Conte Musical pour Orchestre
Texte : Anne Houdy
Musique : Nicolas Mazmanian

Rosalie est nĂ©e au cĹ“ur de l’hiver. La forĂŞt, les arbres, le vent, la neige sont des repères qui au-delĂ   de la symbolique qu’ils proposent, font entendre au jeune public un dialogue singulier avec l’environnement. Si la nature est forte et dense, c’est qu’elle est composĂ©e d’organismes bien vivants ! Chaque flocon est nommĂ©, le vent est cinglant, le froid sans pitiĂ© et l’arbre atteint dans sa chair. Le dĂ©fi fut de mettre en musique l’hiver, la neige et les flocons, le vent, le froid. La musique suit Rosalie sans jamais ralentir son pas ; lĂ©gère comme la neige, cristalline comme un glaçon, rigoureuse comme le froid, terrifiante comme le loup.

La traversée du conte dure 20 minutes. 30 si l’on ajoute la présentation des instruments.

Rosalie s’adresse Ă  l’enfant Ă  partir de quatre ans, mais aussi aux plus grands…

1 RĂ©citant, 1 chef

1 Flûte , 1 Hautbois,1 clarinette, 1 basson, 1 Cor, 1 trompette, 1 trombone.

Harpe, 1 Percussion (timbale, glockenspiel, cymbale suspendue)

Quintette à cordes  ( 9 cordes ou plus )



Rosalie ne possédait rien. Elle connaissait la neige sur le bout de la langue. Elle appelait les flocons par leurs prénoms : flocon, flocon, flocon et entre un flocon et une floconne, elle ne faisait pas de différence, elle les aimait tous de la même façon.


Une nuit elle entendit le houlement du loup.

— Hou hou !

— Ici, ici ! répondit Rosalie.

— L’arbre n’est pas avec vous ? demanda le loup.

— Il est sorti ! répondit Rosalie


CONDUCTEUR EN PDF /: Rosalie conducteur V4



Anne Houdy est poète, avec six ouvrages aux éditions Le Bruit des Autres , du théâtre chez Tituli

En direction de la  jeunesse du théâtre chez L’Agapante & cie

Un roman Lucien Lucien chez Alice Editions.

Vient de paraitre Mes Jacques, postface de Jacques Rebotier aux Ă©ditions Harpo &

Nicolas Mazmanian est Ă©ditĂ© chez Hody Musique et les Ă©ditions d’Oz


Ambassade LA 2017

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Nicolas Mazmanian ‘s LA concert Review by Jonathan Burkhead:

Hailing from France’s largest Mediterranean costal town, composer-pianist Nicolas Mazmanian brought the humble nature of Marseille to a wonderful audience at the Colburn School in Los Angeles. His expressions of love and positivity captivated the listeners at the event, and sparked much intrigue toward his career path. Here is a man who keeps that notion of the American Dream alive and well. Mazmanian had expressed that France’s music scene thrives with experimentation. While he enjoys all facets of art, Nicolas feels no need to change his unique contributions to music. It seems to be that LA would be the perfect location for his music to thrive. This is a city where creativity manifests itself in an infinite amount of ways, and anything could be fair game. While he does declare his influences to mainly be those of classical composers, it does not make his music conventional in any sense. His technique and manipulation of the piano lead to contrasting tones and very well-crafted gimmicks. “Theme et petites variation” (Theme and Little Variations) is an excellent example of how versatile his playing his. The most impressive aspect of this piece how the fortissimo and pianissimo are structured into the piece. It is common for pianissimo playing to emerge into fortissimo, but he cleverly does the opposite. Initially, the faster tempos and louder sounds are already riveting to the audience, but the transition into slower and softer music are actually quite climactic. It is very difficult to execute such a feat, but Mazmanian nails it. In addition, the “Theme et petites variation” is supplied by an intensely unexpected gimmick three-fourths of way through the piece. It only added allure, and became one of the highlights of the performance. “Exaltation” was one of the longer pieces, and it served two very distinctive sections. The first was more vivacious, and the second was far more reserved. This contrast was interesting, because it represented the piece with two different atmospheres. It nearly felt as if it were a miniature epic. When it comes to the inspiration behind his lovely music, “Le lever du jour” (Sunrise) perfectly captures what he wants to express. He definitely embraces the joy love brings, but the darker, heavier sounds of this piece can provide the listener with a different perspective. He does not convey pain, but rather a beautiful sadness that comes with love. In addition, “La lever du jour” really implies a new beginning. That concept is a wondrous one that bring about new light and a natural confusion. The contrasting reactions to this beginning are beautiful incorporated in this piece, but it ultimately remains positive and happy. That is truly what Mazmanian wants to represent in his music. Nicolas Mazmanian is an ambitious, kind-hearted free spirit who always remains true to and in control of his creative freedom. Through his music, he’s inspired by joy and brings happiness to his listeners. His performance in Los Angeles has clearly inspired him to become more affiliated with this city. His strong convictions and idiosyncratic approaches would be perfectly suited for LA. This is a man who makes a fairly conventional genre uniquely his own, and that’s not an easy feat to accomplish.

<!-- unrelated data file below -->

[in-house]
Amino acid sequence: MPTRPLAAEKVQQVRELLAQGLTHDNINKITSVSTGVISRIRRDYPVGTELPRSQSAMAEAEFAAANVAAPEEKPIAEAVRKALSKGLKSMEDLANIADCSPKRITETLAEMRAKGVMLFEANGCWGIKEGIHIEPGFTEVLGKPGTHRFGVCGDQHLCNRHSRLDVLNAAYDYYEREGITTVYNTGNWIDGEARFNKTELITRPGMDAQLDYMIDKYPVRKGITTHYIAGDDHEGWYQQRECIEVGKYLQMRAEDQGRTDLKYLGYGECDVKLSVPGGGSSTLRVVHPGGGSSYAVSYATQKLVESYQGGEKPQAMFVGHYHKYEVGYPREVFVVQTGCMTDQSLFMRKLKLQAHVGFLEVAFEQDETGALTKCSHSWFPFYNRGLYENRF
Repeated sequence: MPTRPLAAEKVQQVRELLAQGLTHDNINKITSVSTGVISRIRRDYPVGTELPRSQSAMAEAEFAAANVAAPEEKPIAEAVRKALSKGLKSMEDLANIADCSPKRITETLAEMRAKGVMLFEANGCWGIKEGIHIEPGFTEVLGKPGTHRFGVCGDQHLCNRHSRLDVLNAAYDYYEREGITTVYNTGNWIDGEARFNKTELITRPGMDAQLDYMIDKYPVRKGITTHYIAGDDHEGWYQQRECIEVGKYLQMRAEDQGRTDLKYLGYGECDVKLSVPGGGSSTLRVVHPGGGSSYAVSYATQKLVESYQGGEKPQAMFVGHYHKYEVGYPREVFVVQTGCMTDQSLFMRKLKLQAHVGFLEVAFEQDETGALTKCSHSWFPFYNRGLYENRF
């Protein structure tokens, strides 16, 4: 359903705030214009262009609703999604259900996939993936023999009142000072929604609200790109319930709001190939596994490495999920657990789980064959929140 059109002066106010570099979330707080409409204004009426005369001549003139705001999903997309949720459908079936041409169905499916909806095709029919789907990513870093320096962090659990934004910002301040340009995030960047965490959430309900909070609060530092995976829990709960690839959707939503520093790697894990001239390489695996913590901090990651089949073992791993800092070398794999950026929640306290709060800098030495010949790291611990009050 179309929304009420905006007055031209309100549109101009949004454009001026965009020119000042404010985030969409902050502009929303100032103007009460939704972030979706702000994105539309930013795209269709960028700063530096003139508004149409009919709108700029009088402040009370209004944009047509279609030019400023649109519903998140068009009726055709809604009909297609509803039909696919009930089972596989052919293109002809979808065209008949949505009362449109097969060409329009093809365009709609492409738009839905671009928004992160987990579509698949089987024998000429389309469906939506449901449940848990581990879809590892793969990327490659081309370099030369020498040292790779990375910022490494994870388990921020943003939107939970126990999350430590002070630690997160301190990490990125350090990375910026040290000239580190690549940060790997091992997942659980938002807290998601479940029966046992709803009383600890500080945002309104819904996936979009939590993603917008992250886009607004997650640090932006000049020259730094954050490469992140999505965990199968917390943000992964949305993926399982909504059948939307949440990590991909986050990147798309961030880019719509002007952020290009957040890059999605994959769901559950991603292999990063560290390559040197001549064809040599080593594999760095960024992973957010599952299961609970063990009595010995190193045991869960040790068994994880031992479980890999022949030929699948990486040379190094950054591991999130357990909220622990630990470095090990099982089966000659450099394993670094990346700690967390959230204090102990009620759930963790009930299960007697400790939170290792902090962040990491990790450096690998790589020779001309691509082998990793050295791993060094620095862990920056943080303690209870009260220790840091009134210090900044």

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Article La Provence concert arménien, 12 déc 2016

Article La Provence concert arménien, 12 déc 2016

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